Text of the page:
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Friday, April 30, 2010

Is Fructose Unhealthy?

There has recently been some concern from various sources that fructose might be unhealthy. The focus on fructose has likely been prompted by the widely increased use of high-fructose corn syrup to sweeten various foods and drinks such as sodas, iced tea, yogurt, and snacks. Yet fructose can also be found in relatively high amounts in fruits, especially apples, pears, grapes (including raisins), and pineapples, and even in vegetables such as tomatoes, cabbage and squash. Table sugar (sucrose) is a 50/50 amalgam of fructose and glucose, while high-fructose corn syrup is 55% free fructose and 45% free glucose, industrially manufactured from corn starch,

There is some fairly solid evidence supporting the negative health effects of fructose on mice, but the evidence concerning humans is much less conclusive. In human studies, fructose intake has been positively correlated with obesity (1, 2), especially fatty deposits around the waist, which is thought to be the most dangerous to health and, of course, detrimental to the 6-pack look. Fructose also increases blood triglycerides, a recognized risk factor for heart disease (3). All cells in the body can metabolize glucose, but only the liver can metabolize fructose, and high fructose consumption appears to load the liver with fatty deposits (4, 5). Also, fructose tends to suppress insulin and leptin, both of which are hormones that decrease appetite, while increasing ghrelin, which raises appetite (6, 7), thus possibly contributing to excess weight gain. However, there is little evidence that the fructose in high-fructose corn syrup is more damaging than the fructose in table sugar (typically sucrose from sugar cane).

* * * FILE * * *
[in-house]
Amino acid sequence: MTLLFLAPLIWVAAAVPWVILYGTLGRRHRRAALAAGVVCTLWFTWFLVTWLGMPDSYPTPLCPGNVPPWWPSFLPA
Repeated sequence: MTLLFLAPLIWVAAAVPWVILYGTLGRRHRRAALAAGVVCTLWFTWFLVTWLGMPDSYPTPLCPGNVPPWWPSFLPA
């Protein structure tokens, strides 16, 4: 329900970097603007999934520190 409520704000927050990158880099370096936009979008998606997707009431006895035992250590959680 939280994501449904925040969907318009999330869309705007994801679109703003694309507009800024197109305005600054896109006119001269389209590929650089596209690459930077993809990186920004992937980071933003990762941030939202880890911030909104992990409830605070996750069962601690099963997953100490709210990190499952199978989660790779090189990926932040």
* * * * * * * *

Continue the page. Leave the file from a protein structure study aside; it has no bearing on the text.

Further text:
Bottom Line
While more studies must be done to solidify the evidence on the effects of fructose on human health, it appears wise to avoid excessive intake of fructose. This can be accomplished by:
  • Completely avoiding foods and drinks containing high-fructose corn syrup
  • Limiting consumption of table sugar and any product with a high sugar content
  • Limiting fruit juice consumption, especially juice from apples and grapes
1. Lustig RH (2006). "Childhood obesity: behavioral aberration or biochemical drive? Reinterpreting the First Law of Thermodynamics". Nature clinical practice. Endocrinology & metabolism 2 (8): 447–58. doi:10.1038/ncpendmet0220. PMID 16932334.

2. Isganaitis E, Lustig RH (2005). "Fast food, central nervous system insulin resistance, and obesity". Arterioscler. Thromb. Vasc. Biol. 25 (12): 2451–62. doi:10.1161/01.ATV.0000186208.06964.91. PMID 16166564.

3. Bantle JP, Raatz SK, Thomas W, Georgopoulos A (2000). "Effects of dietary fructose on plasma lipids in healthy subjects". Am. J. Clin. Nutr. 72 (5): 1128–34. PMID 11063439.

4. Forristal, Linda (Fall 2001). "The Murky World of High-Fructose Corn Syrup". Weston A. Price Foundation.

5. Ouyang X, Cirillo P, Sautin Y, et al. (June 2008). "Fructose consumption as a risk factor for non-alcoholic fatty liver disease". J. Hepatol. 48 (6): 993–9. doi:10.1016/j.jhep.2008.02.011. PMID 18395287.

6. Teff, KL; Elliott SS, Tschöp M, Kieffer TJ, Rader D, Heiman M, Townsend RR, Keim NL, D'Alessio D, Havel PJ (June 2004). "Dietary fructose reduces circulating insulin and leptin, attenuates postprandial suppression of ghrelin, and increases triglycerides in women". J Clin Endocrinol Metab. 89 (6): 2963–72. doi:10.1210/jc.2003-031855. PMID 15181085.

7. Swan, Norman; Lustig, Robert H. "ABC Radio National, The Health Report, The Obesity Epidemic". Retrieved 2007-07-15.

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